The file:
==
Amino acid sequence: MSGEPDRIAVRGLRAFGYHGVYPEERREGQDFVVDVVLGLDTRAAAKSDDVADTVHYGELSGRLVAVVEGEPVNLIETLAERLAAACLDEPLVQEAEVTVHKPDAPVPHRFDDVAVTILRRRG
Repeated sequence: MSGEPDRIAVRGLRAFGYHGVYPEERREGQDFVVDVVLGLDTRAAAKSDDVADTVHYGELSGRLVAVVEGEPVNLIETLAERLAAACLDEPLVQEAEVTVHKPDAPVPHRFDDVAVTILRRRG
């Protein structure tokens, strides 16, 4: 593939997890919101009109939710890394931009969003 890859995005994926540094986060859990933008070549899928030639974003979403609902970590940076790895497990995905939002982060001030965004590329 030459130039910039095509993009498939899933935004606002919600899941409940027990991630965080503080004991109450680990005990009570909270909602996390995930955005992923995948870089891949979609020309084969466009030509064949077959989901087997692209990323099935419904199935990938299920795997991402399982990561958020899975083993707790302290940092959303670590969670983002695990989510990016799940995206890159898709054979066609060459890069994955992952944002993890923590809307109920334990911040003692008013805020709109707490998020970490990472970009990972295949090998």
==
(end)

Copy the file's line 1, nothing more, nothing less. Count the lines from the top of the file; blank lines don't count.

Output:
Amino acid sequence: MSGEPDRIAVRGLRAFGYHGVYPEERREGQDFVVDVVLGLDTRAAAKSDDVADTVHYGELSGRLVAVVEGEPVNLIETLAERLAAACLDEPLVQEAEVTVHKPDAPVPHRFDDVAVTILRRRG